Two local groups earn state grants

Published 6:45 am Thursday, December 15, 2011

The Alabama State Council on the Arts awarded 114 grants totaling $323,560 at its December meeting in Montgomery. This round of grants will support arts in education, folk art, community, literature, performing and visual arts programs through Sept. 30, 2012.

Three grants totaling $11,400 were awarded to two Pike County arts organizations, the Brundidge Historical Society and the Troy-Pike Cultural Arts Center Inc.

The Brundidge Historical Society received a folk traditions grant award of $3,500 for the Pike Piddlers Storytelling Festival. The Troy-Pike Cultural Arts Center received a $3,000 visual arts award for the Jean Lake/Pugh Windham exhibition and a $4,900 visual arts award for the Exhibition of the Art of Charlie Lucas.

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Lawrence Bowden, president of the BHS, said the state arts council grant award makes it possible to bring nationally acclaimed storytellers to Pike County. “Storytelling in Pike County has been successful and we are looking forward to another outstanding festival in January,” Bowden said. “We are able to bring some of the best storytellers in the country to our festival because of the support of the Alabama State Council on the Arts. We are very grateful to the Council for its continued support and for helping to bring about a storytelling revival in this part of the state.”

The 2012 Pike Piddlers Storytelling Festival will feature Donald Davis, the Dean of Storytelling; Bil Lepp, a teller of outrageous tall-tales; Kevin Kling, whose autobiographical tales are as enchanting as they are true to life; and Suzi “Mama” Whaples, who is as authentic as Appalachia itself.

Brent Holmes, a homegrown talent, will bring the art of story-singing to elementary school children. His silly songs will delight the school children and his Redneck Poetry will tickle the funny bones of grown folks.

The Pike Piddlers Storytelling Festival will be Jan. 27 and 28, 2012 at the We Piddle Around Theater in Brundidge and the Trojan Center Theater on the campus of Troy University. The Troy-Pike Cultural Arts Center’s grant awards assist in funding exhibitions at the Johnson Center for the Arts.

Wiley White, grants and project coordinator, said thanks to the state arts council the Troy-Pike Cultural Arts Center will be able to showcase the artwork of two highly acclaimed local artists and that of an Alabama folk artist with an international reputation.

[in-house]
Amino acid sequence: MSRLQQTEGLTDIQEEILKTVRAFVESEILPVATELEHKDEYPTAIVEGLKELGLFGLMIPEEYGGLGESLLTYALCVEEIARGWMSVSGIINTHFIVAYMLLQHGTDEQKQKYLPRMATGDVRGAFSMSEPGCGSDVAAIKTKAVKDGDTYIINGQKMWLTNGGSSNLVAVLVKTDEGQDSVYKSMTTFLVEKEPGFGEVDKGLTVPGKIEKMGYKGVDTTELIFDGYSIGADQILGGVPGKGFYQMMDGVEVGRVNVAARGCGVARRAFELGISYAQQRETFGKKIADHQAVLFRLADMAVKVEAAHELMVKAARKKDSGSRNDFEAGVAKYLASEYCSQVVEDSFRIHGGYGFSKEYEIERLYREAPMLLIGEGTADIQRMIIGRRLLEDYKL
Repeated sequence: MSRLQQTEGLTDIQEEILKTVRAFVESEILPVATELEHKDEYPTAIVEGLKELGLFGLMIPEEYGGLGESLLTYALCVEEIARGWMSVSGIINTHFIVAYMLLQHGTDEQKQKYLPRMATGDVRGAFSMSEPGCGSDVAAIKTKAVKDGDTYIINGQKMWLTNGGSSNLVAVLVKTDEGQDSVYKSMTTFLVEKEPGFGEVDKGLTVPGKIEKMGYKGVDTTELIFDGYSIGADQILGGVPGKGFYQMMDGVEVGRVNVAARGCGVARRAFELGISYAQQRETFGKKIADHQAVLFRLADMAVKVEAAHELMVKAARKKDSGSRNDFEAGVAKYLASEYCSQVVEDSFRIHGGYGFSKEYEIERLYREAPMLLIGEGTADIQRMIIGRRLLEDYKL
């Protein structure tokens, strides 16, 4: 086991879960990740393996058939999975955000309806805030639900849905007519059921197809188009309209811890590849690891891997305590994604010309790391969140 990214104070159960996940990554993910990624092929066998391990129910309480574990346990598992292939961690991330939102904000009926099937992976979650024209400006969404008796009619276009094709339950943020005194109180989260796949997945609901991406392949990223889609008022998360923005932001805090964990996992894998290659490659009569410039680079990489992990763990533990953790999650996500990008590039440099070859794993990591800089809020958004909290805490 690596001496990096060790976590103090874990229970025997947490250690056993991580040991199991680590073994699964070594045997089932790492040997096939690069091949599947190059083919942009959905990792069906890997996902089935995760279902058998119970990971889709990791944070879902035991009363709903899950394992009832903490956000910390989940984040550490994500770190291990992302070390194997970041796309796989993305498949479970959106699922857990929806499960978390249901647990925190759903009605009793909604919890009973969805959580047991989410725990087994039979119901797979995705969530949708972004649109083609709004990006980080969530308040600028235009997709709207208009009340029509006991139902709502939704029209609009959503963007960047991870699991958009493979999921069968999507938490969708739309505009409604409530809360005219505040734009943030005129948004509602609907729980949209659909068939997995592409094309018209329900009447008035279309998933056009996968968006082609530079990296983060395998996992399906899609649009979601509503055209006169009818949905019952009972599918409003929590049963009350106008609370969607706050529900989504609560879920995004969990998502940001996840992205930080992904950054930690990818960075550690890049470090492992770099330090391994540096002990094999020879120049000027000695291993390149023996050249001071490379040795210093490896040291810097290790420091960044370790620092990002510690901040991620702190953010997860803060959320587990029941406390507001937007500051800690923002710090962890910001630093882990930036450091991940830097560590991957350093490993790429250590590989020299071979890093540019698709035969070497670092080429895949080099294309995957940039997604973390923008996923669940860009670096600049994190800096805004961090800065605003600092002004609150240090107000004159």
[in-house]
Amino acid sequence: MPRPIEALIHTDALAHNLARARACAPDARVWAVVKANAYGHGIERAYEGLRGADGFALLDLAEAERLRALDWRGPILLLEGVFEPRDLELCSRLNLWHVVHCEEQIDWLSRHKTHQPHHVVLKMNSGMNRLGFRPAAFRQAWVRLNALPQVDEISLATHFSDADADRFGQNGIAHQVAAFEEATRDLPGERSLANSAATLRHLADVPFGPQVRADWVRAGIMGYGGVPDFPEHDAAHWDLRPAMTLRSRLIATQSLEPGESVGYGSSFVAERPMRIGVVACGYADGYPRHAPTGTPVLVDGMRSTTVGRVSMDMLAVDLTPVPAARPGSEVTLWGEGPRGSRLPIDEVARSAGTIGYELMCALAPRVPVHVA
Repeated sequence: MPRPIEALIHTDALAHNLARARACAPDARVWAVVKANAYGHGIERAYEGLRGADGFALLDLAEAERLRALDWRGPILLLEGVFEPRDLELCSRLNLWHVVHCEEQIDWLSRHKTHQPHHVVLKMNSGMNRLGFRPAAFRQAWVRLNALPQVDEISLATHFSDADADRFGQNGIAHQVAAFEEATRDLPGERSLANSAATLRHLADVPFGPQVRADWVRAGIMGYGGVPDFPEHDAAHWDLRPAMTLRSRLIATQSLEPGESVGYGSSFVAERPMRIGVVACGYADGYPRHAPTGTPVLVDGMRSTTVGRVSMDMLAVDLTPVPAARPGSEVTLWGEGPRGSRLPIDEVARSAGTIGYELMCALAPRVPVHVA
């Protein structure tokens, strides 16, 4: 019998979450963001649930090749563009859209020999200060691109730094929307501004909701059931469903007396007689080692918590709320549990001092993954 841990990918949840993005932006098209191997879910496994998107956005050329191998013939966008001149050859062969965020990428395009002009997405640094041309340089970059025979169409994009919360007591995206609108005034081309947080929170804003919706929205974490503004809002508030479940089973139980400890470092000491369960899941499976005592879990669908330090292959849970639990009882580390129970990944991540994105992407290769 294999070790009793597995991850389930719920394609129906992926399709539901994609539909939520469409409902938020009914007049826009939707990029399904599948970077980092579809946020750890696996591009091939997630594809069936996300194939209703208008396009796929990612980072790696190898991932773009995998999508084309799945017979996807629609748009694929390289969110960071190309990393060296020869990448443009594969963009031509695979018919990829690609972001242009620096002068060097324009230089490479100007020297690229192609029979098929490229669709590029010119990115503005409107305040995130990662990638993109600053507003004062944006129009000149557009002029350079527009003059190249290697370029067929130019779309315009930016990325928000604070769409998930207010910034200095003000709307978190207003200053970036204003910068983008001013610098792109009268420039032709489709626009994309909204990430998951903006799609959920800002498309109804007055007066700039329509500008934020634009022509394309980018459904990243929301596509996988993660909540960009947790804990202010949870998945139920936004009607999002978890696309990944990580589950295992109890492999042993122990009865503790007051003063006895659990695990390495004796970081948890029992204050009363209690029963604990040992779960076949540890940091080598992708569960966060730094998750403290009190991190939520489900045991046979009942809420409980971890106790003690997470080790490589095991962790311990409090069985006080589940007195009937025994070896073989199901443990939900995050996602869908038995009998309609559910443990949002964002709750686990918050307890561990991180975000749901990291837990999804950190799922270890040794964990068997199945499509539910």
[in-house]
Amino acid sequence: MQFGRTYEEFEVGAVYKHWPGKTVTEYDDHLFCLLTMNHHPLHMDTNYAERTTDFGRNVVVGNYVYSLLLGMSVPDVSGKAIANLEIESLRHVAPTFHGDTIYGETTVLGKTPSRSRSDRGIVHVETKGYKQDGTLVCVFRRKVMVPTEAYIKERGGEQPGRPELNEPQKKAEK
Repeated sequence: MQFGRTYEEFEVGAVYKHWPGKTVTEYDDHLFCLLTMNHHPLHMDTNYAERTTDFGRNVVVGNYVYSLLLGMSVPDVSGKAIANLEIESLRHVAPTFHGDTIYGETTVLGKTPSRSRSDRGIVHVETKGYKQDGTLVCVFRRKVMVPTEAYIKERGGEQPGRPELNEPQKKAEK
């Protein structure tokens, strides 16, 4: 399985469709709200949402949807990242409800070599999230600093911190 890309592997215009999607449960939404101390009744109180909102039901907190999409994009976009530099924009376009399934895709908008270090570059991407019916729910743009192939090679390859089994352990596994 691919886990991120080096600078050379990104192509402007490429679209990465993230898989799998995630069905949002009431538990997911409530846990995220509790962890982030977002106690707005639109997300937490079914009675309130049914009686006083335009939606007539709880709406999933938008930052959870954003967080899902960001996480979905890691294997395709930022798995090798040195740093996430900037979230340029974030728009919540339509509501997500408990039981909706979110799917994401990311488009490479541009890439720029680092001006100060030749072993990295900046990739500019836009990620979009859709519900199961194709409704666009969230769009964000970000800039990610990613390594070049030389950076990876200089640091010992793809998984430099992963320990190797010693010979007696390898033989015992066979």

“We are excited to be able to bring both of the exhibitions to the Johnson Center for the Arts,” White said. “Pike County artists, Jean Lake and Pugh Windham, live on through their incredible artwork and among those who knew them or knew of their work. “However, there are many people who aren’t familiar with them. The exhibition will introduce and reintroduce these two outstanding artists to our community and beyond.”

Jean Thompson Lake (1929-1976) was a Troy native and a self-taught artist who did much of her painting at her kitchen table.“Jean Lake is best described as a primitive artist,” White said. “Her artwork is very unique and very distinctive. When you see a Jean Lake painting, you recognize it immediately. She had a way of capturing time and place and her portraits captured the essence of her subjects.”

Robert Pugh Windham (1911-93) had no formal art training but gained national recognition with his woodcarvings. “Pugh Windham was from Ebenezer and he and Jean Lake were a part of Pike County’s art culture at the same time,” White said. “He did fabulous work. Two of his woodcarvings, ‘The Angel of Birth’ and ‘The Angel of Death’ are in the Smithsonian American Art Museum.”

The Jean Lake/Pugh Windham exhibition will be made up of artwork on loan from collectors of the artists’ work.

The exhibition will open April 2 and run through May 30 and in conjunction with TroyFest in April.

“The Exhibition of the Art of Charlie Lucas” is set for an August/November date at the Johnson Center for the Arts. Lucas, from Selma, is also known at the Tin Man in recognition of his “metal” work.

“Charlie Lucas is an African-American contemporary folk artist who travels widely giving gallery talks. He has lectured at Yale University and was an artist-in-residence in France,” White said. “He will be here three days for a gallery talk and to visit the schools.”

The State Arts Council makes grants to non-profit organizations, schools, universities, cities and a wide range of community groups. ASCA grants are matched by contributions from businesses, individuals, local government and earned income by the grantee. Arts programs, assisted by Council grants, have a track record of enhancing community development, education, cultural tourism and overall quality of life in virtually all regions of the state.

The Alabama State Council on the Arts is the official state arts agency of Alabama. The staff of the Council, directed by Al Head, administers the grants program and provides technical assistance in the arts planning and programming. The Council receives its support through an annual appropriation from the Alabama Legislature and funding from the National Endowment for the Arts, a federal agency.